Media: Things we like

Cosmopolitan's revamp, ITV Live, Sport's World Cup issue, Evening Standard profits

Cosmopolitan's revamp

Cosmopolitan magazine has had an overhaul and now boasts a dedicated men's section, calledthe "man manual", which apparently reveals exactly what is going on in the male mind. The "man manual" can't have arrived a moment too soon for Cosmo readers, though for the time being, most blokes' heads will be pretty much filled up with World Cup trivia. Other new sections for the NatMag title include Cosmo's "happy list", which flags up trends, while the glossy is covering all bases with new features "Sex and the single girl" and "Sex and the not so single girl".

ITV Live

ITV is (rightly) getting plenty of flak for preventing its HD channel viewers from seeing England's World Cup goal against USA on Saturday by misplacing an ad break, so the broadcaster will welcome a bit of praise for a different element of its tournament coverage - its ITV Live online service. ITV Live allows fans to watch the matches on their computers, enabling a lot of skiving in the office. Viewers can also customise the live stream with interactive elements such as a chat service, polls, quizzes and match stats. Admittedly, the service has not been without its teething problems, but as these are ironed out, we predict it will become an invaluable part of the working day over the next few weeks.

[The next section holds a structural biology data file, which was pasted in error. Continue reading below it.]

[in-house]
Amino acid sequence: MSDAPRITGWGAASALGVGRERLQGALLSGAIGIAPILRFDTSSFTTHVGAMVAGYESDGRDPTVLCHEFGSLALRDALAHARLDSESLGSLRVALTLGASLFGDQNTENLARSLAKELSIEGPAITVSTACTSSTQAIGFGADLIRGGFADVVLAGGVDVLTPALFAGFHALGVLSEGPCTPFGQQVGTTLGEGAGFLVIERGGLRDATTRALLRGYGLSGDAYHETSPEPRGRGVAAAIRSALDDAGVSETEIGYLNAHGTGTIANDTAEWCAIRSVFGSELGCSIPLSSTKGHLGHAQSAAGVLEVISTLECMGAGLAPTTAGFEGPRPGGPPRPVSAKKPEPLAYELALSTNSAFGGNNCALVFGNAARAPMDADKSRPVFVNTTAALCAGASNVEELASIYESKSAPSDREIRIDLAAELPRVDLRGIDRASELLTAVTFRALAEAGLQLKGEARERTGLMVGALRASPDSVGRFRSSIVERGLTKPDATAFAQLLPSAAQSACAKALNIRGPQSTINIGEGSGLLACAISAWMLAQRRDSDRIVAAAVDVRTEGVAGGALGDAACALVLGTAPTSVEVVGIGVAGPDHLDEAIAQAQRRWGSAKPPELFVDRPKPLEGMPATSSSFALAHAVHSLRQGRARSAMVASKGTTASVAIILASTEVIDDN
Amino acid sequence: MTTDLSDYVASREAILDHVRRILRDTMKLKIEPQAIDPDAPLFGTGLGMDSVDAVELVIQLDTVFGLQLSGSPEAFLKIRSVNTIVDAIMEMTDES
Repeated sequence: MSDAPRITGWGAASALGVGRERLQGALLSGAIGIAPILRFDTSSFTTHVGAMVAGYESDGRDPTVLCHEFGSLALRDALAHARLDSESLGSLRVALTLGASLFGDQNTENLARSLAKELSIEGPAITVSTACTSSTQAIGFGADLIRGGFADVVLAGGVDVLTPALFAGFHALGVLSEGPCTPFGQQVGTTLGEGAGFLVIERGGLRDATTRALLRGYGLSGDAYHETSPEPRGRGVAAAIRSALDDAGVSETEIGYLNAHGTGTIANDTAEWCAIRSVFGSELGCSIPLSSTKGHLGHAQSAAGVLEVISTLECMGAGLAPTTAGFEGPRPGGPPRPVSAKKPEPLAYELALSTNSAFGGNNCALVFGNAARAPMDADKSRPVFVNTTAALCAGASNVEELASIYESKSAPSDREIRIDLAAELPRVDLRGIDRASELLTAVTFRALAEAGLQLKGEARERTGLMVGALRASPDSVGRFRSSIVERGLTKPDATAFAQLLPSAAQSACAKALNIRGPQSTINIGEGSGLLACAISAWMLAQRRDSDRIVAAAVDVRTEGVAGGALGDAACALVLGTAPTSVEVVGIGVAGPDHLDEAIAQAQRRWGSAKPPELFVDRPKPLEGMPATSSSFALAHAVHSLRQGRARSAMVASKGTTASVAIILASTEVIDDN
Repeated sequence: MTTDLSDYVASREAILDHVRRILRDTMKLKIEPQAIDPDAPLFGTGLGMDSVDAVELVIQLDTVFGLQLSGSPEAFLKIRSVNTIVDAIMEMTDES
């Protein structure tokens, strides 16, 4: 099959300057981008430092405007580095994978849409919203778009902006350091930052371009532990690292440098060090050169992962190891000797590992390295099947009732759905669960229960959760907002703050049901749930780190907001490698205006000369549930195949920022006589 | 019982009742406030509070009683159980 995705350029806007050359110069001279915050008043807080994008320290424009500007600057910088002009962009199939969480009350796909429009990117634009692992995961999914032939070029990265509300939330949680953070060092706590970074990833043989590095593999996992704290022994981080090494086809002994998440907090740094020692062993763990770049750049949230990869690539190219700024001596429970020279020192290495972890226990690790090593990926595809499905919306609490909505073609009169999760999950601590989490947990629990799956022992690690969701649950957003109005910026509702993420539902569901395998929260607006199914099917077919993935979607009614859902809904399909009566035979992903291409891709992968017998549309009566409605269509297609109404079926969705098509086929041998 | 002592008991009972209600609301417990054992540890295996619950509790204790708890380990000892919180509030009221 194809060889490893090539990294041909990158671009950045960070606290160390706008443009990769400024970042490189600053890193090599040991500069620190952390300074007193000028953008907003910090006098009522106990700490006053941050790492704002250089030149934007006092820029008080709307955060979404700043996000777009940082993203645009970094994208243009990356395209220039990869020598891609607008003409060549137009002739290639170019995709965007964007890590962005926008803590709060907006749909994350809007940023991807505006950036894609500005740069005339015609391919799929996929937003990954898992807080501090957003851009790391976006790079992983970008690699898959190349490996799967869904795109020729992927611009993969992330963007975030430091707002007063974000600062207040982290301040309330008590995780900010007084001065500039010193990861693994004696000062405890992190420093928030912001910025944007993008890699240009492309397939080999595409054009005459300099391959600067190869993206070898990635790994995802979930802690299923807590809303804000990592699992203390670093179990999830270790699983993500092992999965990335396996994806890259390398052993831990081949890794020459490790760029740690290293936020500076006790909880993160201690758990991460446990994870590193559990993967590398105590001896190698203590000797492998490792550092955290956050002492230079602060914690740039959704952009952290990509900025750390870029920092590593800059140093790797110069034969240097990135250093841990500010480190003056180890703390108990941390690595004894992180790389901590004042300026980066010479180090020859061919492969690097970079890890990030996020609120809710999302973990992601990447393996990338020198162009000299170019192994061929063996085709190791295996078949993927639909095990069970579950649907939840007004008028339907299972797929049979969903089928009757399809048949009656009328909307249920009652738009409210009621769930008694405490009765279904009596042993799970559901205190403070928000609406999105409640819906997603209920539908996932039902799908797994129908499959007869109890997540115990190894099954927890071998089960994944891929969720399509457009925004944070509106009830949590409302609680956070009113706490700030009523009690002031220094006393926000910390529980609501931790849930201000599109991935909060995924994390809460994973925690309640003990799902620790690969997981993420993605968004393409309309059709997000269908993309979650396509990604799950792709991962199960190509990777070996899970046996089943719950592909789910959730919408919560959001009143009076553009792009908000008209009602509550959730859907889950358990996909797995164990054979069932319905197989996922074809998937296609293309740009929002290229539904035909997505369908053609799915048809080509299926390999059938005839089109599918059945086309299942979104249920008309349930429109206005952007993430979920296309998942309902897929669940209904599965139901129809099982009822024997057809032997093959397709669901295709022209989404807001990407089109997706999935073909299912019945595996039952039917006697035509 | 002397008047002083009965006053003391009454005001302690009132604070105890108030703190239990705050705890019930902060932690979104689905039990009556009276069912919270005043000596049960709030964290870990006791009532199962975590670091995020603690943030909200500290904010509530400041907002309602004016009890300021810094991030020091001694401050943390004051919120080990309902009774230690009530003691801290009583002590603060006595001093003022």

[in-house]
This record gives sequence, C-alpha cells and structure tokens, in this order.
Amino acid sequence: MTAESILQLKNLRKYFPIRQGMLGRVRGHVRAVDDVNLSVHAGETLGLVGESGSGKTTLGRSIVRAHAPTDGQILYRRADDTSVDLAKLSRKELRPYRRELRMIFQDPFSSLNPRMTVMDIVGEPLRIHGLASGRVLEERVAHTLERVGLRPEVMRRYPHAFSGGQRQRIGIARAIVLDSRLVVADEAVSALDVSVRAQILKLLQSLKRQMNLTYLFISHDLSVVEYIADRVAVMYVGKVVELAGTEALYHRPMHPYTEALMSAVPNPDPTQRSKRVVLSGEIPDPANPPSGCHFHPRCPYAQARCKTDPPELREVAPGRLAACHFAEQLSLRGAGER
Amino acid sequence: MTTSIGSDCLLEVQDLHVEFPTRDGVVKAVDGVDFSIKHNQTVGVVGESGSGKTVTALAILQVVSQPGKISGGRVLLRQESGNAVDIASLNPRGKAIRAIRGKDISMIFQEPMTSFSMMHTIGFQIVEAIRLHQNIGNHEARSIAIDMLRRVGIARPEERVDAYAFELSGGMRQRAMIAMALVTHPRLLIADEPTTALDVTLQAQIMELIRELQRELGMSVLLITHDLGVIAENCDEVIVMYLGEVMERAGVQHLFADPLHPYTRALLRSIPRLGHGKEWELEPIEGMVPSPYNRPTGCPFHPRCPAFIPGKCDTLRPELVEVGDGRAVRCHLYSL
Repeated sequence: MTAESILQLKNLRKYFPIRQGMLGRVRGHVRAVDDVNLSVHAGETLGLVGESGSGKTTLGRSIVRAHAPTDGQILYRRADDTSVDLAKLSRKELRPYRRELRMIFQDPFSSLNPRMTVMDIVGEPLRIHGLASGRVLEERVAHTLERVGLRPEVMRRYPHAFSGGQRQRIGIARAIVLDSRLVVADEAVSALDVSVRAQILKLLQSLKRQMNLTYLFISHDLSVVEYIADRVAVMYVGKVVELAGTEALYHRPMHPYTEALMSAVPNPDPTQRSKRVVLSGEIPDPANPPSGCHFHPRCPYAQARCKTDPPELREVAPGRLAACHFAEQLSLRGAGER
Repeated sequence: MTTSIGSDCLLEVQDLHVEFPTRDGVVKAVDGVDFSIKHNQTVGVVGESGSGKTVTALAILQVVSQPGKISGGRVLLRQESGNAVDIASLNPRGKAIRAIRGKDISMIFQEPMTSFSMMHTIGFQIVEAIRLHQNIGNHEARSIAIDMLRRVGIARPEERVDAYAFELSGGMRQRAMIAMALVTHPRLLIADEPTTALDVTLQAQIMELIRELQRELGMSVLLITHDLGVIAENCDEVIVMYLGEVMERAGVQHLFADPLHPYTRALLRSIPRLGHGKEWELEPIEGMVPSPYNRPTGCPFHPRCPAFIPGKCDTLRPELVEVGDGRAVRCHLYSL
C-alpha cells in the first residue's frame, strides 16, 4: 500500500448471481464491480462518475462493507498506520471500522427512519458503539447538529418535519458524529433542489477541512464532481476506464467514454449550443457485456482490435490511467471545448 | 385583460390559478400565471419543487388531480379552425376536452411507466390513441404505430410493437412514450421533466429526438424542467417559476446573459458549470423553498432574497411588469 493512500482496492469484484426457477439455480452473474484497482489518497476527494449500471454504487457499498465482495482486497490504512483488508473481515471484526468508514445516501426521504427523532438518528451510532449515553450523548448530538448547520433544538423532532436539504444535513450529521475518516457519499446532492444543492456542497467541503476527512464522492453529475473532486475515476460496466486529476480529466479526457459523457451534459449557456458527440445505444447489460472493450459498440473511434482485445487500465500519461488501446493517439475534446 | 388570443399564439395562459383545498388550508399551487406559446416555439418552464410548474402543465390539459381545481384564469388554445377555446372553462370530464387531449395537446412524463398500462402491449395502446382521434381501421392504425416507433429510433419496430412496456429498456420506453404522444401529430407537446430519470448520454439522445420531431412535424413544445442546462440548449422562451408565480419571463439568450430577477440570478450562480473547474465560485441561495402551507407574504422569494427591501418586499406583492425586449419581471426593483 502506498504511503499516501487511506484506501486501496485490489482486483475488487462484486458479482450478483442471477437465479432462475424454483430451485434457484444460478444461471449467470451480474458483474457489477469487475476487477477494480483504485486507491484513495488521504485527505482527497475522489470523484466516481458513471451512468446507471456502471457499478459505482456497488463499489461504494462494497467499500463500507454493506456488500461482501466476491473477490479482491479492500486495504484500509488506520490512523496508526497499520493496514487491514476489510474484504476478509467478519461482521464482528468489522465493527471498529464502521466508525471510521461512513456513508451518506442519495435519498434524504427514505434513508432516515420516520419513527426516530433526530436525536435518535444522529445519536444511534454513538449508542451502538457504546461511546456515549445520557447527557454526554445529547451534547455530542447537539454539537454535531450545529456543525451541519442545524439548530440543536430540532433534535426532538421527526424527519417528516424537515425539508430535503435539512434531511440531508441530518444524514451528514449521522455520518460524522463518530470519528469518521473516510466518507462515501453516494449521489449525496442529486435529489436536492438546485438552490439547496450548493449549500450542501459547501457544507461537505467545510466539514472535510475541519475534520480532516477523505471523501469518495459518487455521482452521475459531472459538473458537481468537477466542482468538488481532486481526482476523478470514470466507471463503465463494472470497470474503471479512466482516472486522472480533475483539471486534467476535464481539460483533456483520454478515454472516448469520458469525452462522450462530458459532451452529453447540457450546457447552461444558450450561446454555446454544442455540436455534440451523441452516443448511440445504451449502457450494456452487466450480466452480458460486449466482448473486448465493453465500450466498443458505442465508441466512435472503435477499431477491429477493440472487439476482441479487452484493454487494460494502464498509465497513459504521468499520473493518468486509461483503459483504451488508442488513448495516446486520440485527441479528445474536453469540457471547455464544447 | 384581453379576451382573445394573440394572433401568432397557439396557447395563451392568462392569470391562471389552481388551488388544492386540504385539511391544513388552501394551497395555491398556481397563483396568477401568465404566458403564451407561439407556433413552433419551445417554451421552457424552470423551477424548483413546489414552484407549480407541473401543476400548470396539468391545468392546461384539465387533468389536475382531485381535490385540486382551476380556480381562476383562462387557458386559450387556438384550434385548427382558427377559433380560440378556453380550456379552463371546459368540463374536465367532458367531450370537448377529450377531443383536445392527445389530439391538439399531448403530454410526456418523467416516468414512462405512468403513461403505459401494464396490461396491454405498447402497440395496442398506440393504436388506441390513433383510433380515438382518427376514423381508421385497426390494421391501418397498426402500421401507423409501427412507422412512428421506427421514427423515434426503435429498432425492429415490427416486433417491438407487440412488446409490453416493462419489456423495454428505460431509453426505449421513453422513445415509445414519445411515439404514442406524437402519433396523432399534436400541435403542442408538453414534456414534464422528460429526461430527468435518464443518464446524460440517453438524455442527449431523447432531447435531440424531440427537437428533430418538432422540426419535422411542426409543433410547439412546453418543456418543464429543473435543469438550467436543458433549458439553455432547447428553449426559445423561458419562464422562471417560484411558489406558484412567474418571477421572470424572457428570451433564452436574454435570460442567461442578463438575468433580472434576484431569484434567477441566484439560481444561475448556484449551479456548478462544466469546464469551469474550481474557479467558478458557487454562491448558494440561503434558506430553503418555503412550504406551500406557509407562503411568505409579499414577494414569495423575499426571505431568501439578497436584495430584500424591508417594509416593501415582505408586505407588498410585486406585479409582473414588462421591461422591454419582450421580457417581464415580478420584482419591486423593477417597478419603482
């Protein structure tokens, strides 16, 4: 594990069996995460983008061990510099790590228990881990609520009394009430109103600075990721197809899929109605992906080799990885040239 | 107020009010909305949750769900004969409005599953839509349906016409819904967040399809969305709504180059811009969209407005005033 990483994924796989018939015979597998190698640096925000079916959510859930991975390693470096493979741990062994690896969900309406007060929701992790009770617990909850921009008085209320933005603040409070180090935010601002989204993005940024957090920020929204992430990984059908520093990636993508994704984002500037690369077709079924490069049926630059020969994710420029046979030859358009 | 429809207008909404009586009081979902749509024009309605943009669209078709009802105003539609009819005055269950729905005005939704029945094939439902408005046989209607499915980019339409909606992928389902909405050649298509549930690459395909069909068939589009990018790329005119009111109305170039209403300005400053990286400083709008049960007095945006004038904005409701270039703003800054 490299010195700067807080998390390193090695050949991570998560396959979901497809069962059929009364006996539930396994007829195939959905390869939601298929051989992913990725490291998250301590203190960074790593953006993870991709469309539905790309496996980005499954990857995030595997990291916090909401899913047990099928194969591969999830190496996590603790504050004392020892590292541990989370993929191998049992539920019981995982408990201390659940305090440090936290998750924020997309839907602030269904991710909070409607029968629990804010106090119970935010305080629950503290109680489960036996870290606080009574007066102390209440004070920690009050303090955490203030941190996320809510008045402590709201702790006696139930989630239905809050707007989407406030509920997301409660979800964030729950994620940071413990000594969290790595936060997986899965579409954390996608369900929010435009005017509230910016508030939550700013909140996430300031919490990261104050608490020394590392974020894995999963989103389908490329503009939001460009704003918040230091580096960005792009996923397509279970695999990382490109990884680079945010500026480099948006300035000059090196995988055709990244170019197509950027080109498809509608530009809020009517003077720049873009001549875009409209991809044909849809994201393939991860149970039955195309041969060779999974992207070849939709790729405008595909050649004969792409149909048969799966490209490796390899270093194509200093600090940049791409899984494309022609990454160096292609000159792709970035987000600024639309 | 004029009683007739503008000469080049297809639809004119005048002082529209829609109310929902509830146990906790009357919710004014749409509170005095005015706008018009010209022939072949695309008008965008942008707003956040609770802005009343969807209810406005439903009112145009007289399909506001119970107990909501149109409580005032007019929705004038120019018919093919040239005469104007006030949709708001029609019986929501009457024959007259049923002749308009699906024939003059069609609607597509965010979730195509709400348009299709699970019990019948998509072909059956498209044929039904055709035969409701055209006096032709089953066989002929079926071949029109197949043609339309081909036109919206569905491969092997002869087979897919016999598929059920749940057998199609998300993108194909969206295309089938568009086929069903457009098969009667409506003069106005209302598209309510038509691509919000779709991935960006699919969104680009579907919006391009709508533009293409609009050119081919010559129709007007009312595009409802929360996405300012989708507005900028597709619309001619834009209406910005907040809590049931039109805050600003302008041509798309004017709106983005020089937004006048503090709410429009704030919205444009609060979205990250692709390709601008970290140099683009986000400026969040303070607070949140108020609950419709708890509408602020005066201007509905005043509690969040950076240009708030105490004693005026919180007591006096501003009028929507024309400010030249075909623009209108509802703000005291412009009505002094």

Sport's World Cup issue

Sport magazine brought out the biggest-ever issue in its four-year history last week with a 96-page World Cup special. The issue was timely as it arrived a year after the free title, which had previously been in dire straits, was acquired by UTV Media. The World Cup edition includes 40 pages of advertising from brands such as Nike, Umbro and Adidas, and interviews with the likes of Cristiano Ronaldo and the Argentina striker Lionel Messi. UTV Media recently announced that Sport has returned to profitability, so the issue also marks a welcome turnaround in the fortunes of the freebie.

Evening Standard set to profit

Who would have thought that after the demise of the loss-making thelondonpaper and London Lite, it would take a Russian oligarch and his strategy to distribute the London Evening Standard gratis to make lemonade out of the capital's freesheet lemon. What next? The Daily Express to go a full month without a Princess Diana front page?


NME Radio goes online-only

It seems like only yesterday that BBC 6 Music was being led on that long walk to the gallows, but now the executioner is putting the bag over the head of NME Radio, that other digital stalwart of indie kids old enough to remember when the battle between Blur and Oasis meant something. We get the feeling that the hangman is more of a Wet, Wet, Wet fan.